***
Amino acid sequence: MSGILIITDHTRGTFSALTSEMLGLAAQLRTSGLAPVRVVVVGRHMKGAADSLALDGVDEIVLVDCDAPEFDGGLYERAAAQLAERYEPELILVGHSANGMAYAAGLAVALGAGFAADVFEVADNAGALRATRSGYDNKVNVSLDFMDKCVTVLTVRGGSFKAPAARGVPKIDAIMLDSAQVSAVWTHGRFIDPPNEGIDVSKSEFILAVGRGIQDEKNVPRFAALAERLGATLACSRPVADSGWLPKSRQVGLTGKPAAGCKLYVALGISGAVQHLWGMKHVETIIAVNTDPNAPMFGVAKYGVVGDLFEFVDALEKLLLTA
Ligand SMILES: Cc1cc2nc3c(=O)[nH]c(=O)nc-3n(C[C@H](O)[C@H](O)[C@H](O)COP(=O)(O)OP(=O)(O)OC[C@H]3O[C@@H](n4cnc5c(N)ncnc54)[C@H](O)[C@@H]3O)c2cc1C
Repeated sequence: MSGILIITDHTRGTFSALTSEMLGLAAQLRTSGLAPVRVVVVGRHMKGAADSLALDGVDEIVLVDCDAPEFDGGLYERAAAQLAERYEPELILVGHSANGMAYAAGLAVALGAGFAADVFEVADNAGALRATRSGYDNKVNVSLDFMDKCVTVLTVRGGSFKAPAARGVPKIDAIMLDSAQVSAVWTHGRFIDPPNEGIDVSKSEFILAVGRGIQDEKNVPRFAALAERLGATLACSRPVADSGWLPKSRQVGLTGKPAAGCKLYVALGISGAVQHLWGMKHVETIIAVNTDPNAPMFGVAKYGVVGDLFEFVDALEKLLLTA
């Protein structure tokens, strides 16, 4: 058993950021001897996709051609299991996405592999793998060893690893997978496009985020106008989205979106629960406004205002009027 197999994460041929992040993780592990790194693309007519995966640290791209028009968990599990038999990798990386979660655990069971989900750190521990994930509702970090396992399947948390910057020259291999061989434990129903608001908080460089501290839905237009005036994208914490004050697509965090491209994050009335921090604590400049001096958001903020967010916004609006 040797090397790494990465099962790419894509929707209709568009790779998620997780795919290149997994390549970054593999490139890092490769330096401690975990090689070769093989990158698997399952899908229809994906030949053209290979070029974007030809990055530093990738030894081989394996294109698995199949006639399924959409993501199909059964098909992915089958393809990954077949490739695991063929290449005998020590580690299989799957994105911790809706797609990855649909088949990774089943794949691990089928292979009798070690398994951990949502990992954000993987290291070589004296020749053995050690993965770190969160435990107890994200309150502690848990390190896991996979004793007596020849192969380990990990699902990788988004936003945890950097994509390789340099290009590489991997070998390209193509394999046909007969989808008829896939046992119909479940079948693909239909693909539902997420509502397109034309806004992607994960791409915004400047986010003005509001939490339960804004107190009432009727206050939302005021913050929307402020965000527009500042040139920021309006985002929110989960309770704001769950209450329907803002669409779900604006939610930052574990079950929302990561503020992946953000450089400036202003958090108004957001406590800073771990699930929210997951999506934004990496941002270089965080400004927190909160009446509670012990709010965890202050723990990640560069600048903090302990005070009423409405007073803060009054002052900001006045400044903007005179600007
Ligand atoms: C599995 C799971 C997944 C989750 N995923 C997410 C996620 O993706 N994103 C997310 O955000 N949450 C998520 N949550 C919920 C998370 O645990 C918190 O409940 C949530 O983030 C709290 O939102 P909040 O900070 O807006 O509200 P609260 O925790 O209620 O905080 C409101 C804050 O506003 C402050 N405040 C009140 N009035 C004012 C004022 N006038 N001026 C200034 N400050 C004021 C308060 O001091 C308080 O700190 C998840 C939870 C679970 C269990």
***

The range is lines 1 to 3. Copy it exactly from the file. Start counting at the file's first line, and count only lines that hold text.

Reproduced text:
Amino acid sequence: MSGILIITDHTRGTFSALTSEMLGLAAQLRTSGLAPVRVVVVGRHMKGAADSLALDGVDEIVLVDCDAPEFDGGLYERAAAQLAERYEPELILVGHSANGMAYAAGLAVALGAGFAADVFEVADNAGALRATRSGYDNKVNVSLDFMDKCVTVLTVRGGSFKAPAARGVPKIDAIMLDSAQVSAVWTHGRFIDPPNEGIDVSKSEFILAVGRGIQDEKNVPRFAALAERLGATLACSRPVADSGWLPKSRQVGLTGKPAAGCKLYVALGISGAVQHLWGMKHVETIIAVNTDPNAPMFGVAKYGVVGDLFEFVDALEKLLLTA
Ligand SMILES: Cc1cc2nc3c(=O)[nH]c(=O)nc-3n(C[C@H](O)[C@H](O)[C@H](O)COP(=O)(O)OP(=O)(O)OC[C@H]3O[C@@H](n4cnc5c(N)ncnc54)[C@H](O)[C@@H]3O)c2cc1C
Repeated sequence: MSGILIITDHTRGTFSALTSEMLGLAAQLRTSGLAPVRVVVVGRHMKGAADSLALDGVDEIVLVDCDAPEFDGGLYERAAAQLAERYEPELILVGHSANGMAYAAGLAVALGAGFAADVFEVADNAGALRATRSGYDNKVNVSLDFMDKCVTVLTVRGGSFKAPAARGVPKIDAIMLDSAQVSAVWTHGRFIDPPNEGIDVSKSEFILAVGRGIQDEKNVPRFAALAERLGATLACSRPVADSGWLPKSRQVGLTGKPAAGCKLYVALGISGAVQHLWGMKHVETIIAVNTDPNAPMFGVAKYGVVGDLFEFVDALEKLLLTA